Healthy watersheds are a vital component of healthy, vibrant communities and critical to the overall health and sustainability of New Brunswick. Water quality faces threats from climate change across the province, and the Tantramar region is among one of the most vulnerable regions to climate change impacts due to its low-lying coastal location. Water monitoring is an essential step in managing and protecting regional water resources in the face of climate change.
The monitoring region covers 30 sites across four sub-watersheds located within the Chignecto Isthmus: Cape Tormentine Peninsula, Tantramar River, Misaquash, and Johnson Creek (see figure below). Sites were chosen with the goal of monitoring a variety of different land uses. Because of the large territory and large number of sites, EOS staff visit one region per year. Because of provincial border restrictions due to COVID-19 and ongoing uncertainty during the pandemic, they have not yet monitored the Misaquash watershed which lies on the border between NS and NB.
In-situ measurements, consisting of pH, temperature, conductivity, dissolved oxygen, total dissolved solids, and salinity are taken from May to October. Water samples are also collected and brought to the RPC Laboratory (New Brunswick’s provincial research organization) in Moncton for further in-depth analysis of 59 parameters. For the first time, EOS also measured Chlorophyll-a from June to September 2021 and analyzed results in the ACME laboratory at Mount Allison University.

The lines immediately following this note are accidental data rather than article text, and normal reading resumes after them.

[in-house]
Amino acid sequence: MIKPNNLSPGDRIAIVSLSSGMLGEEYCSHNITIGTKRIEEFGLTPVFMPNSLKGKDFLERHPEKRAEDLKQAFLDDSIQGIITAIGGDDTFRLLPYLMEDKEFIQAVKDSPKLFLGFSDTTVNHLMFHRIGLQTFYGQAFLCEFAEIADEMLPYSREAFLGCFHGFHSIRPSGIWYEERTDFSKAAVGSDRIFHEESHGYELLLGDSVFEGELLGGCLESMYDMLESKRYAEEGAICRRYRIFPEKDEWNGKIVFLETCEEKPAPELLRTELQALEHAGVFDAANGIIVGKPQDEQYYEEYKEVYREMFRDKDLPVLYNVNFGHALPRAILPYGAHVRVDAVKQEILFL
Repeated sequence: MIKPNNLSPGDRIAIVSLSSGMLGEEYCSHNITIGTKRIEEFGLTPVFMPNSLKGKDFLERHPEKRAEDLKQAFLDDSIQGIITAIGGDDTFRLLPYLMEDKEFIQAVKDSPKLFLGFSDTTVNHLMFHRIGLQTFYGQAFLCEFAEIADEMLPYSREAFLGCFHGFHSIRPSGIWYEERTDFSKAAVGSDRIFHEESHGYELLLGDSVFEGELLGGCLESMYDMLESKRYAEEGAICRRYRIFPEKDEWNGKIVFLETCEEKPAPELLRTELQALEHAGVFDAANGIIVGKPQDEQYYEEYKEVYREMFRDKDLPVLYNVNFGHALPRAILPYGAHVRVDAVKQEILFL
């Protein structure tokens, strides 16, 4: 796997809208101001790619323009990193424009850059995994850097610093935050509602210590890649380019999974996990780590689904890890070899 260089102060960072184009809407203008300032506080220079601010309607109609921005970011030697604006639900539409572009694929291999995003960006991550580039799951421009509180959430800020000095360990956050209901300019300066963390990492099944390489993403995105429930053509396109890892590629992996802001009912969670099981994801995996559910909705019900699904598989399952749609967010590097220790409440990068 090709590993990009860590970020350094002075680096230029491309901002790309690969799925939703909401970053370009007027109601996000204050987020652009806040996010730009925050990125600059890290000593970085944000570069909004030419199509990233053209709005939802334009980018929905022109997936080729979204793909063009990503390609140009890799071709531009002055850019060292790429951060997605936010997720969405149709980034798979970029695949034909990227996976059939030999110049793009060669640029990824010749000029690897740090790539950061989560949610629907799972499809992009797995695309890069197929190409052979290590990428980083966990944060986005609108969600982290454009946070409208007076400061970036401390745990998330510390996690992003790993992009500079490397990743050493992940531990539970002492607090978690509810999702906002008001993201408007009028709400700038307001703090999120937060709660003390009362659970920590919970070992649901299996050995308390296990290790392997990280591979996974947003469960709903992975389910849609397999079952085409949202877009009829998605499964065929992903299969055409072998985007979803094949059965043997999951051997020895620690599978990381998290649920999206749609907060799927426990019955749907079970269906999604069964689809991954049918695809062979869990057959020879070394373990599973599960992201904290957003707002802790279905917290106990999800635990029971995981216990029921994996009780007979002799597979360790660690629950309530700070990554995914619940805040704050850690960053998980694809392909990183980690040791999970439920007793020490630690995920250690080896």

Additionally, two community ‘Water Sampling Blitzes’ for E.coli were undertaken with the help of citizen scientists in the Cape Tormentine Watershed Composite to establish baselines within this watershed to better inform the monitoring process, and to engage the local community on the importance of watershed health. A total of 95 samples, across 54 fresh and saltwater sites were collected over the two events. The participation feedback received from community members highlights the amount of community interest in water quality and the power of community-based monitoring to sample large geographical areas. Citizen scientists have also helped EOS monitor for E.coli in Silver Lake in Sackville, NB.